Asian anecdotes on accessing climate finance

2019-03-09T23:52:06+08:0007 Dec 2016|

by Janssen Mozar Martinez

Yesterday, the Institute for Climate and Sustainable Cities (ICSC) in partnership with the World Resources Institute (WRI), the United Nations Development Programme (UNDP), and Deutsche Gesellschaft für Internationale Zusammenarbeit (GIZ), launched an international climate finance event entitled South-South Knowledge Exchange on Approaches Towards Strengthening Country-Wide and Sector-Specific Strategies and Cooperation and Coordination Among Actors in Accessing the Green Climate Fund (GCF) and Climate Financing Overall.

The GCF is an international grants facility for both climate adaptation and mitigation projects. It caters to developing countries, particularly least developing countries, small island developing states, and African states. This two-day gathering of over fifty representatives from eight developing country governments from Asia, multilateral development institutions, and civil society organizations was meant for them to share their experiences and lessons learned while applying to access the Fund.

The first day shed light on the two types of actors involved in the GCF: National Designated Authorities (NDAs) and National Implementing Entities (NIEs). NDAs are government-appointed institutions or individuals that ensure that funding proposals are consistent with the proponent’s national laws and development plans. NIEs, on the other hand, are accredited to implement GCF-funded projects or programs. The exchanges revolved around the experiences of both types of institutions.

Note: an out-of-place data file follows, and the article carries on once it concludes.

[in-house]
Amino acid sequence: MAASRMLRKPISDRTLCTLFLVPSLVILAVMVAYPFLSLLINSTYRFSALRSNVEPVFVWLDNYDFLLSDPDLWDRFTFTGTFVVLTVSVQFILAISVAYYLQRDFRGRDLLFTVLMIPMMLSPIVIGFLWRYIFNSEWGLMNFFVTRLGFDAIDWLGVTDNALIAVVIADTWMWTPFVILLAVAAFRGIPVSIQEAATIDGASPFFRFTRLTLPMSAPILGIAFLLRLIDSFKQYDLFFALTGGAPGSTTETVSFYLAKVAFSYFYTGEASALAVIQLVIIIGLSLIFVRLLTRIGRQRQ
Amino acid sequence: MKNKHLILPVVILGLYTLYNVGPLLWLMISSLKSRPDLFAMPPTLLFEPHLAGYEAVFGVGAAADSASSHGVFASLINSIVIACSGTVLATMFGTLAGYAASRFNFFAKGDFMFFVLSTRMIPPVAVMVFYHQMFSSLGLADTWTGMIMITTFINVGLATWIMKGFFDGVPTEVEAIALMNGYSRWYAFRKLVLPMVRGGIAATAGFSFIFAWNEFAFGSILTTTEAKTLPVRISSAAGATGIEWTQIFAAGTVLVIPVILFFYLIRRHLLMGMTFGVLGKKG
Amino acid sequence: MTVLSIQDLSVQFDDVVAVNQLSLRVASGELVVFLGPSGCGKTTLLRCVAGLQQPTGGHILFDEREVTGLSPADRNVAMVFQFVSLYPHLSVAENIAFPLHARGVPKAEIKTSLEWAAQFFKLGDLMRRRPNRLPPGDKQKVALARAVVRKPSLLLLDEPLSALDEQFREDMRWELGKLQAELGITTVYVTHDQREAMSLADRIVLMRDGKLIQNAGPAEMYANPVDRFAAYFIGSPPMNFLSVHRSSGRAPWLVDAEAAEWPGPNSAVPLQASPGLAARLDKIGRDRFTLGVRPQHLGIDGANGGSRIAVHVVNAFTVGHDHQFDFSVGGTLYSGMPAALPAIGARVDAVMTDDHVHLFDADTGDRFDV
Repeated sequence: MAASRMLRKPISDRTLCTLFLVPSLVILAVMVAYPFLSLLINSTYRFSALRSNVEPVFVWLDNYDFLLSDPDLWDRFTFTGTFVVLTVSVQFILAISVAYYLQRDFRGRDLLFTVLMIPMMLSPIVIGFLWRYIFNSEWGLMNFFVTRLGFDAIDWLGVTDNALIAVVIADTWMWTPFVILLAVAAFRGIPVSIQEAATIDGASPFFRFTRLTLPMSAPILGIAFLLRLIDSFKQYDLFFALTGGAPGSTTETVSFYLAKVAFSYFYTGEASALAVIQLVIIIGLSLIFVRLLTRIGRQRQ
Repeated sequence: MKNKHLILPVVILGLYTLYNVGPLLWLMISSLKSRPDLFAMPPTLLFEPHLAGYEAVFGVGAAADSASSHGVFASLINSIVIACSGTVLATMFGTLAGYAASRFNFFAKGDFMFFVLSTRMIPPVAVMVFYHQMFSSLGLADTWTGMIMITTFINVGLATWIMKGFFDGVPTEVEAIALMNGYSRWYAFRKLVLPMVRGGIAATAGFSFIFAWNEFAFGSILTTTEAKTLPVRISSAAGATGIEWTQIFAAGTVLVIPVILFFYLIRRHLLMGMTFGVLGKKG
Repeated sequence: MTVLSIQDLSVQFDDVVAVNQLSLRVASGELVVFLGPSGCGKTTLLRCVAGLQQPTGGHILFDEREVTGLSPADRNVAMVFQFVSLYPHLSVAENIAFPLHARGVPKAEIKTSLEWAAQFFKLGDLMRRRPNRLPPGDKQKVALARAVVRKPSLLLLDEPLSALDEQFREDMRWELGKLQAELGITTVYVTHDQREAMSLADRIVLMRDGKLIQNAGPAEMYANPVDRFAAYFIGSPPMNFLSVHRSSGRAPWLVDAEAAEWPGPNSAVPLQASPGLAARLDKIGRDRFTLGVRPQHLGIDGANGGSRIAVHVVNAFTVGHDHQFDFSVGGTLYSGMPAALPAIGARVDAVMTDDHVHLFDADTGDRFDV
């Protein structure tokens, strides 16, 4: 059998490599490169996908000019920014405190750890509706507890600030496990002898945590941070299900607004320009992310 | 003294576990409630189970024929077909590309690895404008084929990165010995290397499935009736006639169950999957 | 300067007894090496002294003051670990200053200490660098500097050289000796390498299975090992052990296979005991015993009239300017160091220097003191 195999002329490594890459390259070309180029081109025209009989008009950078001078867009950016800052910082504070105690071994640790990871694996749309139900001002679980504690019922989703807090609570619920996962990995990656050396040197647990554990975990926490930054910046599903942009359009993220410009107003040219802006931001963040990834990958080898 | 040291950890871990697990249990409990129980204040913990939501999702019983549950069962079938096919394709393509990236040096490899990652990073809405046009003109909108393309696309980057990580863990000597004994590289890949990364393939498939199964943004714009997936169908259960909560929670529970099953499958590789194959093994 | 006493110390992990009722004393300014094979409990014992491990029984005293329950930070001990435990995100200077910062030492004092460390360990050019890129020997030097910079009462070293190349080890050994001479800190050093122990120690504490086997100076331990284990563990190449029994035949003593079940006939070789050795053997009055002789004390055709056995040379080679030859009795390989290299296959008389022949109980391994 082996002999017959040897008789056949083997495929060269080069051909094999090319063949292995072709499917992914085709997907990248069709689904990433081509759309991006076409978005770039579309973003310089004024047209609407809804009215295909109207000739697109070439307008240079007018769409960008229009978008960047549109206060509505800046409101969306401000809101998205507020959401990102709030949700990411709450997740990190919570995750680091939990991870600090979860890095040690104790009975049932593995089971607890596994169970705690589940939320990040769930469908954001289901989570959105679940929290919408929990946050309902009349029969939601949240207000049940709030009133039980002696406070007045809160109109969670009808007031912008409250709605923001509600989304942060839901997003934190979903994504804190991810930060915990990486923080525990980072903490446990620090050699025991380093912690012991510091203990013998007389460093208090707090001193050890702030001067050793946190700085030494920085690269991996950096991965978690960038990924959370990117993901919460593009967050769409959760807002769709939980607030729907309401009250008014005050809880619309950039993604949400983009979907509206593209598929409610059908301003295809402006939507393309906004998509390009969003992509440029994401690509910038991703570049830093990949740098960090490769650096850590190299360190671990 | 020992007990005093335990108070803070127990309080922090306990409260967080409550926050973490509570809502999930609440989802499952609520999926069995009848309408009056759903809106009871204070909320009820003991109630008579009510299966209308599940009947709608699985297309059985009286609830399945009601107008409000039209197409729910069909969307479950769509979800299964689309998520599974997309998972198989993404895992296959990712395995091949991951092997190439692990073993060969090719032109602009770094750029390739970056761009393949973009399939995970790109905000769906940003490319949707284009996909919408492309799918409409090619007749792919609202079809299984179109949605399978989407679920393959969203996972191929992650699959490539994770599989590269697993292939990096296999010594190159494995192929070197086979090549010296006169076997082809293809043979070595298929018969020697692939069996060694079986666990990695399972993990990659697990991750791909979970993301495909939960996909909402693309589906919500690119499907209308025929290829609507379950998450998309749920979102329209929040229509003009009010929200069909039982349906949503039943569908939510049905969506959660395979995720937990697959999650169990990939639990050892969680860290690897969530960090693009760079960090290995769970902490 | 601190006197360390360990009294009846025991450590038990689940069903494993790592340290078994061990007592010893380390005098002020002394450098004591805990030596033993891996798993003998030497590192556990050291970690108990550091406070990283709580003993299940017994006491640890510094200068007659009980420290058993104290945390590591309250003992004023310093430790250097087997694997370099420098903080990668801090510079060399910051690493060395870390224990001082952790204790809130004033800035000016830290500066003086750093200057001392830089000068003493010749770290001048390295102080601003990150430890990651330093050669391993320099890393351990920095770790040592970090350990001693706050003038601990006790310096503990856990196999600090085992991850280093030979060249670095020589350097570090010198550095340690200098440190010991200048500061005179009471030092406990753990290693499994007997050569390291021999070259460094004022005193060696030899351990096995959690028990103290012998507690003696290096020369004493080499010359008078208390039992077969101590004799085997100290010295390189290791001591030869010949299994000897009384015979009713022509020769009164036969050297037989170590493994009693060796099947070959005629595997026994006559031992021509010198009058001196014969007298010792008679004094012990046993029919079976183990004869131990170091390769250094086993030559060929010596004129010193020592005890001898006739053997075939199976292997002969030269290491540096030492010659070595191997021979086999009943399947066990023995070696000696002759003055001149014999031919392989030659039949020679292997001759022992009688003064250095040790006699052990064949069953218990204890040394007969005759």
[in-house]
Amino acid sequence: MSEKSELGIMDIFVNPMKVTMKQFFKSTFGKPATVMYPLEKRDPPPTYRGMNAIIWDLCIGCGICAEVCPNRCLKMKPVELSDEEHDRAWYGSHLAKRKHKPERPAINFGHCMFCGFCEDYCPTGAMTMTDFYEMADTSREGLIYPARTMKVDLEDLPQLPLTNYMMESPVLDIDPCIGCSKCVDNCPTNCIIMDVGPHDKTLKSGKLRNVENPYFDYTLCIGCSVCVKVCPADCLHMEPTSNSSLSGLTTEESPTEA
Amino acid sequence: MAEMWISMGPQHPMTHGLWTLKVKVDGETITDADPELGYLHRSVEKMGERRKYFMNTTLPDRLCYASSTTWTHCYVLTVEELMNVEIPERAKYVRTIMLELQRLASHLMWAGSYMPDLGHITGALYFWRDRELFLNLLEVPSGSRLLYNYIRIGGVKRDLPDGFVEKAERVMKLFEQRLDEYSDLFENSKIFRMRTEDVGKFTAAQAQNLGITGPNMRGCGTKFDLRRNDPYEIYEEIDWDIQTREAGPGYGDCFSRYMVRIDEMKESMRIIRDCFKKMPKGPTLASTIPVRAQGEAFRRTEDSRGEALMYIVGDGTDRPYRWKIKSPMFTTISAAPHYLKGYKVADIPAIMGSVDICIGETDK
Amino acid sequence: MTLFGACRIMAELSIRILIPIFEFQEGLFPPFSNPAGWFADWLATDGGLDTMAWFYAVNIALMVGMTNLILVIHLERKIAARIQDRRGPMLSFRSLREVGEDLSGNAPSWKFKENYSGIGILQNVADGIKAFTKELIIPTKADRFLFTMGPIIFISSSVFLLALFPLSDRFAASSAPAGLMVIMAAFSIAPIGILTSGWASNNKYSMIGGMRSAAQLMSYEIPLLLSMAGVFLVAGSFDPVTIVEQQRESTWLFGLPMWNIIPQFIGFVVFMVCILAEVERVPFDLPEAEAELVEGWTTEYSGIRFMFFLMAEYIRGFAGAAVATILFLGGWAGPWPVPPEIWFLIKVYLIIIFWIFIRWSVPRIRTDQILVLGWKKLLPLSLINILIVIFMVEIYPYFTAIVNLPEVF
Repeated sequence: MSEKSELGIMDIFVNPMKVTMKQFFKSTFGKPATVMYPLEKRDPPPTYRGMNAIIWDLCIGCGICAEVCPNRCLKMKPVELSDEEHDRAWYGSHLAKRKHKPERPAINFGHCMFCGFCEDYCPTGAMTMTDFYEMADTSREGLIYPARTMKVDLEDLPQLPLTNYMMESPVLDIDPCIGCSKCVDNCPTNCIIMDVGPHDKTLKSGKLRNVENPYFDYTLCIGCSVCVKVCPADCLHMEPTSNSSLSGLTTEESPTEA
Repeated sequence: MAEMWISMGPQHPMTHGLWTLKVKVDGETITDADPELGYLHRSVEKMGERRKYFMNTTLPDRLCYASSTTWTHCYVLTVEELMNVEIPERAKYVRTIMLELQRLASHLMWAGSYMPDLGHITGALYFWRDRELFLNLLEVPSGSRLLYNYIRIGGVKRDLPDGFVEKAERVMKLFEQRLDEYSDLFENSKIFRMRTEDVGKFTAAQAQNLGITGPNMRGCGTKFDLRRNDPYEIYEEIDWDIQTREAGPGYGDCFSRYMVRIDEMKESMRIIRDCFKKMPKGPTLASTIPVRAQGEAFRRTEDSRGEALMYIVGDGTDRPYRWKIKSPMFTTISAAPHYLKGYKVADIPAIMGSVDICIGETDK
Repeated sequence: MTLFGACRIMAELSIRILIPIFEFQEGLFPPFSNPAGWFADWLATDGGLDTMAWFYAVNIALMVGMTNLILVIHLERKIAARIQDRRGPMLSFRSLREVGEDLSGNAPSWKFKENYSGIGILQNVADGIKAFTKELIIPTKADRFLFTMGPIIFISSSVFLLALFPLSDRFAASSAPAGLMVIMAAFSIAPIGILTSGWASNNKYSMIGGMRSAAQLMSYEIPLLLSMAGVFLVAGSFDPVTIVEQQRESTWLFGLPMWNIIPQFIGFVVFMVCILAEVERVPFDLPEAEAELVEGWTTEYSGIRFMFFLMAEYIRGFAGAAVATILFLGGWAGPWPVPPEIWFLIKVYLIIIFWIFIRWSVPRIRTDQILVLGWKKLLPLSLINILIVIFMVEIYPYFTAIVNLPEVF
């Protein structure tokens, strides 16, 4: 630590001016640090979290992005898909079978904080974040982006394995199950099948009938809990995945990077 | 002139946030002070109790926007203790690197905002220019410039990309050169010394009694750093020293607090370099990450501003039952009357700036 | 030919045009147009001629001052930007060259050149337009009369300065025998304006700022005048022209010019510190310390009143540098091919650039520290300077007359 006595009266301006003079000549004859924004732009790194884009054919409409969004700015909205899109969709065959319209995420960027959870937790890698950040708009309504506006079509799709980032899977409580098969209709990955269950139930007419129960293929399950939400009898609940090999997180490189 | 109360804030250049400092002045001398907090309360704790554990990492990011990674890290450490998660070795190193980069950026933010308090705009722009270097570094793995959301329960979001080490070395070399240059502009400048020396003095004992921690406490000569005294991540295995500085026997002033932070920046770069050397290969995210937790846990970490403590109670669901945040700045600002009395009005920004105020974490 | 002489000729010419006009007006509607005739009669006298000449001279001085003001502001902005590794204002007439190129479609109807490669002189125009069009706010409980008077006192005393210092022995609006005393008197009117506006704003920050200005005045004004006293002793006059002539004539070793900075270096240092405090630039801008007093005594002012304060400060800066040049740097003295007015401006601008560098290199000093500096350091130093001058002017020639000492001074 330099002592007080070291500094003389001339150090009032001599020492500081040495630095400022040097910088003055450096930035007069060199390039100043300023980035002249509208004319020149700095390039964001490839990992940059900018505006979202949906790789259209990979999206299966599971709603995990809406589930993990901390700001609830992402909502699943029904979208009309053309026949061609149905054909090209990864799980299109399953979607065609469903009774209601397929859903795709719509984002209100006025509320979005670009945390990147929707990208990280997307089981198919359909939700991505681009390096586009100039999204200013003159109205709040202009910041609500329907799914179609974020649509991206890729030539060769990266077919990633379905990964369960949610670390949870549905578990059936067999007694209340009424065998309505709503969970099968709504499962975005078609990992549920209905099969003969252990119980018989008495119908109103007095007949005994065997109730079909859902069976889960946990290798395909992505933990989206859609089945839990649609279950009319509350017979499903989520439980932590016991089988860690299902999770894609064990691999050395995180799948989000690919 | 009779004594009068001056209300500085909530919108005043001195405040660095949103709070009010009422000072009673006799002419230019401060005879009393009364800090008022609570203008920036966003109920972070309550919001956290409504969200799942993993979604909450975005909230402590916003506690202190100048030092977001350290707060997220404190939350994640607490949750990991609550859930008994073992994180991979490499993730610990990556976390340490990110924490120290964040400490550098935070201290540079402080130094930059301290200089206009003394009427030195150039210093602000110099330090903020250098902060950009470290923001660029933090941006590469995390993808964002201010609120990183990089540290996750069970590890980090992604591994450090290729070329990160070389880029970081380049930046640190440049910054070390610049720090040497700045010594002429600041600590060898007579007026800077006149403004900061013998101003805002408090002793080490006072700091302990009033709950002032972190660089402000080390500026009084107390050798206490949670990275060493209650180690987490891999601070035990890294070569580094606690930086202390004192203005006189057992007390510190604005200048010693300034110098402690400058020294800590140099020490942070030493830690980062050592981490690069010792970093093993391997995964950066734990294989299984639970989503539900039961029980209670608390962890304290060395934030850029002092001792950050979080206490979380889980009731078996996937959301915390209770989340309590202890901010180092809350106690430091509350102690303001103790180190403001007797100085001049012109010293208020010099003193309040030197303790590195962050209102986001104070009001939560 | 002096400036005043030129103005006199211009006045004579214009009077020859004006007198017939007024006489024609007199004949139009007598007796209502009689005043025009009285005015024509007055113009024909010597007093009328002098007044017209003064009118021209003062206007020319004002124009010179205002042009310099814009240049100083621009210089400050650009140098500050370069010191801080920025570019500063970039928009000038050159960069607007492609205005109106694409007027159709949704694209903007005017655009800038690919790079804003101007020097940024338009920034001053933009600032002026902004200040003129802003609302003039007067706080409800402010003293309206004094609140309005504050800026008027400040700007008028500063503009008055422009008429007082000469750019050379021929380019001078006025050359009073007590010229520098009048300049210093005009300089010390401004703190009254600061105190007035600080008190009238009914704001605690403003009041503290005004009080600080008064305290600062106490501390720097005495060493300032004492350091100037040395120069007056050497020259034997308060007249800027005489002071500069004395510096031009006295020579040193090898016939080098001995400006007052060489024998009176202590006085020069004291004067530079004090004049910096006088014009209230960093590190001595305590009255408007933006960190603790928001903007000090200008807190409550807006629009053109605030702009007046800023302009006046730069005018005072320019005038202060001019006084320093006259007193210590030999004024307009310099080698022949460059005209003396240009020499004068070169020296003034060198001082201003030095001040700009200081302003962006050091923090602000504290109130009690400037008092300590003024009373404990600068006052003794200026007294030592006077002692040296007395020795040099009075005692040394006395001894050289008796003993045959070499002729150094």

Among the main issues raised yesterday was the pressing need to strengthen the capacity of NDAs to enable climate-vulnerable countries, especially developing economies, to apply for the Fund. To address this, it was recommended that NDAs be involved in the development or enhancement of national climate-related development plans, which serve as guides for the formulation of GCF projects.

Another obstacle identified was the apparent difficulty of interested national institutions in applying to be an NIE, partly due to the overwhelming number of requirements imposed by the GCF and also due to competition from multinational institutions also applying for the same kind of accreditation.

Despite some hindrances faced by some developing country NDAs and NIEs, whether accredited or prospective ones, the knowledge exchange has already proved itself to be a fruitful gathering as the participants were eager to share their experiences with the Green Climate Fund and to learn from others’. Events such as this are cost-effective measures to identify areas for improvement and build upon effective solutions to collective problems when it comes to the GCF.